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Russia plans to shutter GPS ground stations, block US access to ISS

updated 01:29 pm EDT, Wed May 14, 2014

Demands placement of GLONASS ground stations on US soil

Russia is threatening to shut down American-run GPS stations in the country, in retaliation to the refusal by the United States to allow similar sites to operate in its territory for the competing GLONASS system. The threat comes at the same time as another against NASA's use of the International Space Station, in retaliation to US sanctions.

Deputy Prime Minster of Russia Dmitry Rogozin advised the country will suspend the operation of the ground stations from June 1st, reports RT. The US government has until May 31st to agree to adding GLONASS stations on US territory, though the negotiations could take longer. "We're starting negotiations which will last for three months," advised Rogozin, stating he hopes a solution could be sought by the end of the summer "that will allow our cooperation to be restored on the basis of parity and proportionality." If the talks do not succeed, Rogozin warns the 11 American-run stations will "be permanently terminated" from September 1st.

It is unclear how much this will impact the running of current GPS satellites, nor if it will negatively affect civilian users.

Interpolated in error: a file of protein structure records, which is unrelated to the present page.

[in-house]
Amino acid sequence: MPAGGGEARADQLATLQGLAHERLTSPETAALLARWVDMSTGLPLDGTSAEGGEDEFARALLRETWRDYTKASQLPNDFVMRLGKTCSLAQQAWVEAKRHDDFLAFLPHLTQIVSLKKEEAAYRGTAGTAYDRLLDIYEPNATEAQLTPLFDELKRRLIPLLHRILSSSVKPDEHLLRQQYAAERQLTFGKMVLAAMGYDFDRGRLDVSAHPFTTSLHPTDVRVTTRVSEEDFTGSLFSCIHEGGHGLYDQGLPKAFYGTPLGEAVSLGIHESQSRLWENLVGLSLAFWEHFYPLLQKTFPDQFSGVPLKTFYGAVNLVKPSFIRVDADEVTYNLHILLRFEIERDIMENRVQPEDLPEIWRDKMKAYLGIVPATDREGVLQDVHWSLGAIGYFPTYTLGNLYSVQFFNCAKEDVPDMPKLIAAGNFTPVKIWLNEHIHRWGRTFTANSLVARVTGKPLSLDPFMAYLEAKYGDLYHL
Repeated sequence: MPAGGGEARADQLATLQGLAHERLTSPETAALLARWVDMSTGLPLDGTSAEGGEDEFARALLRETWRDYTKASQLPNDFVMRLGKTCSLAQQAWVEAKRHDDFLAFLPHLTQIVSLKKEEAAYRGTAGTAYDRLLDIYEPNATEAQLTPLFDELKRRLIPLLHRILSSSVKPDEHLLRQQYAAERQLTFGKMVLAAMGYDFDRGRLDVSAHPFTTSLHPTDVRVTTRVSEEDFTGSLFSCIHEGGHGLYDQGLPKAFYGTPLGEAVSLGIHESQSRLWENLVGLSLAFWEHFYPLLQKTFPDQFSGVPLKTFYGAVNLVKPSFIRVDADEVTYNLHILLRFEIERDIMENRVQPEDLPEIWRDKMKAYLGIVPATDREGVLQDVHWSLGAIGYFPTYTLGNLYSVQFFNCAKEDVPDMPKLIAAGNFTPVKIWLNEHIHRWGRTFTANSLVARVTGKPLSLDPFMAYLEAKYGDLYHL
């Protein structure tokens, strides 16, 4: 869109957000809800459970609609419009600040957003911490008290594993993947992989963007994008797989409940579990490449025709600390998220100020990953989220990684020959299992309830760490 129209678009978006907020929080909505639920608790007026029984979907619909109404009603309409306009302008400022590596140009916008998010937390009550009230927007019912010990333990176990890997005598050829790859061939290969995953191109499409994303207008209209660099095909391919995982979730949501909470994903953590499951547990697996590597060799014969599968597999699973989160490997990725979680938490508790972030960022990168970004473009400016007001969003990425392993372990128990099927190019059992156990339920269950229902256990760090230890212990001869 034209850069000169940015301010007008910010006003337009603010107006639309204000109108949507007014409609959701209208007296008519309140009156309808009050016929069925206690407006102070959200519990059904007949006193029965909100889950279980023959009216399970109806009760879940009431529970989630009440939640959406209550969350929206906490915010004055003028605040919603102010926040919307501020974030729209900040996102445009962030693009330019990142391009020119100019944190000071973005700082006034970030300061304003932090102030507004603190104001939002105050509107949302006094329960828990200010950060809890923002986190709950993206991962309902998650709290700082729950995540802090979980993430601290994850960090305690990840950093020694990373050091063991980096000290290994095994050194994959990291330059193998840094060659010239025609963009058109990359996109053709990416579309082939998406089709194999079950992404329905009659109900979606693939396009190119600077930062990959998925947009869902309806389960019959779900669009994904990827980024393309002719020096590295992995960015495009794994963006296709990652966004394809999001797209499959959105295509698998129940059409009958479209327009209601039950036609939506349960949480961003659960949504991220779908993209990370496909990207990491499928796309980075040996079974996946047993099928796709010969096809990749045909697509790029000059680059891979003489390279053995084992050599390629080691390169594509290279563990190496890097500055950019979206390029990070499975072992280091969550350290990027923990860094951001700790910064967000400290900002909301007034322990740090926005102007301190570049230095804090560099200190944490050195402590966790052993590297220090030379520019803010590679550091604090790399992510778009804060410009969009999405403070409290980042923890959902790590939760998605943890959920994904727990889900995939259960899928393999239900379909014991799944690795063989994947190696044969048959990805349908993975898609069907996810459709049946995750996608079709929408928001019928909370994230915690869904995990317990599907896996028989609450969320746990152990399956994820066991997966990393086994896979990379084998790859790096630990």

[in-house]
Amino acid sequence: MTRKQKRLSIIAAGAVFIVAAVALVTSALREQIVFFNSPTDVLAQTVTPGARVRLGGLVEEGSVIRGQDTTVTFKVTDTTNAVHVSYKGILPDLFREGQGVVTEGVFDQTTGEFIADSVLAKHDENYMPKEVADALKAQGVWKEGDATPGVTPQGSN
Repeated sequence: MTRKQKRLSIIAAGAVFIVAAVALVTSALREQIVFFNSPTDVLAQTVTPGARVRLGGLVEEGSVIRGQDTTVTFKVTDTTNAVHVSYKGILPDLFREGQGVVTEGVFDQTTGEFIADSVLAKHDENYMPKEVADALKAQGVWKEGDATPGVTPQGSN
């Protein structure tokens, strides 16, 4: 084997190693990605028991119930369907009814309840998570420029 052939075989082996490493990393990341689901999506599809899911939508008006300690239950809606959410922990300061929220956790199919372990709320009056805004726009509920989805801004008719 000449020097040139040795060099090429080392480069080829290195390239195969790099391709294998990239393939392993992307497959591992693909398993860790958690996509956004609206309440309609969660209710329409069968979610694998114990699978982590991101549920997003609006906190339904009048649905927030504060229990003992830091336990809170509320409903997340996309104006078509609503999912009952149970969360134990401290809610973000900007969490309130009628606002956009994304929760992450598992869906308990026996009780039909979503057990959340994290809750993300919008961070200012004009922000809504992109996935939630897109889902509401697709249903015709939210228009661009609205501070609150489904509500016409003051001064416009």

Rogozin also said the Russian government is banning the United States from using Russian-produced rocket engines, ones the US uses to put military satellites into orbit. "Without guarantees that our engines are used for non-military spacecraft launches only, we won't be able to supply them to the US," Rogozin is reported to have said. This also covers routine maintenance to the engines already delivered to the US.

Russia is also denying a request by NASA to keep the ISS operational until 2024, which would prolong its usefulness by four years. At present, NASA pays Russia to send its astronauts to the ISS, something that would be prevented under the measure. As NASA will not have an operational rocket engine of its own before 2020, following the reitrement of Space Shuttle Discovery, it must either rely on private firms such as SpaceX to ferry astronauts or work out some form of agreement with Russia.

The sanctions from the US and other countries stem from the ongoing crisis taking place between the Ukraine and Russia. NASA has previously claimed it would cut off all contact with its counterpart in Russia except for ISS-related communications. According to a statement received by The Verge, NASA has "not received any official notification from the Government of Russia on any changes in our space cooperation at this point."

by MacNN Staff



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